Treating patients in the courtyard of the hospital in St. Marc.
Photo courtesy of David Darg,
Operation Blessing International.

With thousands of suspected cases and hundreds of reported deaths, the Lower Artibonite region of Haiti is facing a full-blown cholera epidemic. Beginning last week, a daily high volume of patients has been arriving at PIH health facilities in the outbreak areas, reported Partners In Health Chief of Mission in Haiti Louise Ivers from Port-au-Prince on Monday morning.

In partnership with Haiti’s Ministry of Public Health and Population (MHPP), PIH operates three hospitals in the area hit hardest by the outbreak. These hospitals, which serve the communities of St. Marc, Verrettes, and Petite Riviere, report improving situations due to more effective infection control and efficient triage, with technical assistance from MSF-Spain and MSF-Belgium. The hospital at St. Marc has been triaging an average of 600 new patients each day, and has a regular load of about 250-300 hospitalized cholera patients.

Access to medical facilities and clean water remain major concerns, particularly in isolated rural areas, said Dr. Ivers. Over the weekend, PIH was able to get 14 water trucks to some of the communities most in need, thanks to a partnership with the non-profit organization Yele Haiti. In addition, water purification tablets and oral rehydration salts have been widely distributed throughout the region. However, there are still many communities in the outbreak region whose only water source is the contaminated Artibonite river or rain water.

Complicating matters, on top of a need for clean water for general consumption, cholera patients need a particularly high volume of fluids—about 20 liters daily for each patient, said Dr. Ivers. As having access to this volume is virtually impossible in many areas, PIH is urging all suspected cases (anyone with diarrhea) to seek immediate treatment at a hospital.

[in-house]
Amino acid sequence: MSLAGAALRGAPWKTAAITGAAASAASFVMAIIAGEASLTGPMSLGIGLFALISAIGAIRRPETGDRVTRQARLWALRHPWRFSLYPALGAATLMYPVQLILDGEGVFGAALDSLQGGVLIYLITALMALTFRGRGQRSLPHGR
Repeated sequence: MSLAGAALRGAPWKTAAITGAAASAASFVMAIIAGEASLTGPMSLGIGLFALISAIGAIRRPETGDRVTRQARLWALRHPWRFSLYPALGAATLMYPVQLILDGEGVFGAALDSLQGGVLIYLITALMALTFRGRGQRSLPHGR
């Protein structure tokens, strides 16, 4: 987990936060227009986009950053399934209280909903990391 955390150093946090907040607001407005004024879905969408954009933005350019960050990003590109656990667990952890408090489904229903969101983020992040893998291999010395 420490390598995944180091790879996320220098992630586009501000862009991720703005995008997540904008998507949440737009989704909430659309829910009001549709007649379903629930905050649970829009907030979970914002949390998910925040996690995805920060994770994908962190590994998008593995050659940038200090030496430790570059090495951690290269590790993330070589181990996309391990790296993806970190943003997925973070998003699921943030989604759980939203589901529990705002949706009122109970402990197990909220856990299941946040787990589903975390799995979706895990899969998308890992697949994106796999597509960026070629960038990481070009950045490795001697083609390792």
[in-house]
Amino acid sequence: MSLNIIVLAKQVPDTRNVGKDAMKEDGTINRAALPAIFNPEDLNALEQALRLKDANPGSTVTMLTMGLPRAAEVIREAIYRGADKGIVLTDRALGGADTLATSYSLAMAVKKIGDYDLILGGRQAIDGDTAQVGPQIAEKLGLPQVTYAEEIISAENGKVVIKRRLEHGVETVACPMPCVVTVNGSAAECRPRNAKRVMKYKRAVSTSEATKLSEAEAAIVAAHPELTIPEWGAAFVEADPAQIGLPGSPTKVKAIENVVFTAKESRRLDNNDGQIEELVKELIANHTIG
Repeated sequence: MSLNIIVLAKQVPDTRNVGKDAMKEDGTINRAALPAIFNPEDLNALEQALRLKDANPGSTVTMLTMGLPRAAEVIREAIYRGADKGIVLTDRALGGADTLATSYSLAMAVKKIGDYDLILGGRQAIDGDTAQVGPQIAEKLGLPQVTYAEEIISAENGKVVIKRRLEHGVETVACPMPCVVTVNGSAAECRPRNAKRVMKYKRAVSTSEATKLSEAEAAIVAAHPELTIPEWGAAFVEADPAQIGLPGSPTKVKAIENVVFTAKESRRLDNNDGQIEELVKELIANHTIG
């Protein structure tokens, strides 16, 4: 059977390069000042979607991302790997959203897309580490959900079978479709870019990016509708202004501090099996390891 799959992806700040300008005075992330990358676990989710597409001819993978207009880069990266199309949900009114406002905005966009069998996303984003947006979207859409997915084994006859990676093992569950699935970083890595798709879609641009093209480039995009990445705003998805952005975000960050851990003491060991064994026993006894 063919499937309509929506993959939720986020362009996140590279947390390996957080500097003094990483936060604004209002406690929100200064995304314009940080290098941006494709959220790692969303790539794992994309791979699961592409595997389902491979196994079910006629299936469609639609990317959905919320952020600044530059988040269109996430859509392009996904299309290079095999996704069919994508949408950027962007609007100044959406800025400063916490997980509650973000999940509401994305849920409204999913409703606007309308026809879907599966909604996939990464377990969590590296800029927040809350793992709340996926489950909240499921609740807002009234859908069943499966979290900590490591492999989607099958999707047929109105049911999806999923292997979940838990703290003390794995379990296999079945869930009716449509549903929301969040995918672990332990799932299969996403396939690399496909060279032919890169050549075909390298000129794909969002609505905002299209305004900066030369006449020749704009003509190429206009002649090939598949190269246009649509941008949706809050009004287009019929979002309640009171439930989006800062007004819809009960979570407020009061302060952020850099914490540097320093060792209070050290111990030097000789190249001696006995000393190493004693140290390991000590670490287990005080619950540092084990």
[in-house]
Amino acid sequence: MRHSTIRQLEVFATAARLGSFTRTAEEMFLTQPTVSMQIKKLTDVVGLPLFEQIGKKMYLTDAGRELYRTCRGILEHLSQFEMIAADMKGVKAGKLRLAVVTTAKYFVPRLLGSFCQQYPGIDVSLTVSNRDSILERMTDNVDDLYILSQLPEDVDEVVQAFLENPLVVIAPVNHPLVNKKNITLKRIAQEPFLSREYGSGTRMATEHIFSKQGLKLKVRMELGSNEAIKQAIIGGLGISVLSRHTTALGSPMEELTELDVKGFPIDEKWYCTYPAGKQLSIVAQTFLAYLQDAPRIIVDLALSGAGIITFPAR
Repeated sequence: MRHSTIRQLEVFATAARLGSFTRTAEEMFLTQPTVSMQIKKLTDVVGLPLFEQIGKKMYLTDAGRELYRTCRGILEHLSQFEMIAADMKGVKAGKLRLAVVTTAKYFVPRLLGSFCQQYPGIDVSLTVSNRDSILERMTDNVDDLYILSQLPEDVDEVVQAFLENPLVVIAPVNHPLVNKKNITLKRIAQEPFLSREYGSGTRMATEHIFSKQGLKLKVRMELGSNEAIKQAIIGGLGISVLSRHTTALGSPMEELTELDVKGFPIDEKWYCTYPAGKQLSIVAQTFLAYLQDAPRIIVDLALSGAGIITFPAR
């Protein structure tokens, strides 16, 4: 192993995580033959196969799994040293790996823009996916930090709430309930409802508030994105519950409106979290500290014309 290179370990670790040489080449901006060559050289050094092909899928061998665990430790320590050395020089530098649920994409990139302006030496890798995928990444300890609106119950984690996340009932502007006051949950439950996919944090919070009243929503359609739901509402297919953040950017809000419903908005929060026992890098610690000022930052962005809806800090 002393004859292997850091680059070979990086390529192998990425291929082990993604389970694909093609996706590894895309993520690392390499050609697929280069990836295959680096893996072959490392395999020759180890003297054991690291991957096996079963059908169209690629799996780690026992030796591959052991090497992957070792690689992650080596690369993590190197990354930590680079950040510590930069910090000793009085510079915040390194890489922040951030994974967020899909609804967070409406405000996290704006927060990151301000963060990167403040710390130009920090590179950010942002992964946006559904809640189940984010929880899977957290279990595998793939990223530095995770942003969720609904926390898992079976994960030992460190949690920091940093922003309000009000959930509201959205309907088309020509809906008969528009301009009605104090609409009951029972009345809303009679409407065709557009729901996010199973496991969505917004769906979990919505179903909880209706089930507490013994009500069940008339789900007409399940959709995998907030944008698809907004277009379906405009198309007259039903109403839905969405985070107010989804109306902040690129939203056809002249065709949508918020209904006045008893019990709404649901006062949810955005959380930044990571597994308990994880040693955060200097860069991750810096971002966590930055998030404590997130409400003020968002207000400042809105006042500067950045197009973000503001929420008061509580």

But access to medical facilities is also a challenge: communities in the Artibonite are widely spread out, and even the nearest hospital can be hours away by foot, horse, or car. 

To reach out to remote villages, PIH is sponsoring regular radio announcements at stations throughout the region. In addition, thousands of PIH community health workers and social workers have been mobilized and deployed to find suspected cholera cases and educate their communities about the importance of washing their hands regularly and drinking only clean or purified water. They have also been supplied with soap, water purification tablets and oral rehydration salts to distribute. Additional training materials for community health workers are being finalized. Topics include preventing transmission and disinfecting the homes of cholera patients.

 
 

One of the settlement camps in Port-au-Prince served by a PIH clinic.

Although the outbreak remains concentrated in the Lower Artibonite region of Haiti, the fluid nature of Haitian society – regular travel from capital city to the country side to visit markets, etc. – makes it inevitable that there will be some cases of cholera in Port-au-Prince, said PIH Chief Medical Officer Dr. Joia Mukherjee. Five cases have already been reported in the city, and all five appear to be people who had traveled there from the infected rural areas. Conditions of overcrowding and extreme poverty could facilitate a widespread epidemic unless urgent and effective action is taken to provide access to clean water and sanitation, added Dr. Mukherjee.  The 1.2 million displaced people who have been living in settlement camps in and around Port-au-Prince since the January 12 earthquake are particularly vulnerable. PIH clinics in the capital city, which serve four of the camps, are carrying out intensive education and prevention campaigns with residents and are making preparations to manage and control any outbreaks that might occur.

Cases of cholera have been reported as far east as PIH’s health center in Lacolline, which is currently treating 25-30 sick prison inmates. As the prison facility is woefully overcrowded—300 prisoners in a space built for 80—PIH is working to set up a space to evacuate the remaining prisoners. Five deaths have been reported among the prisoners.

There have been no cases reported at other health facilities operated by PIH in the Central Plateau region north of Lacolline.

 

 

 

 

 

comments powered by Disqus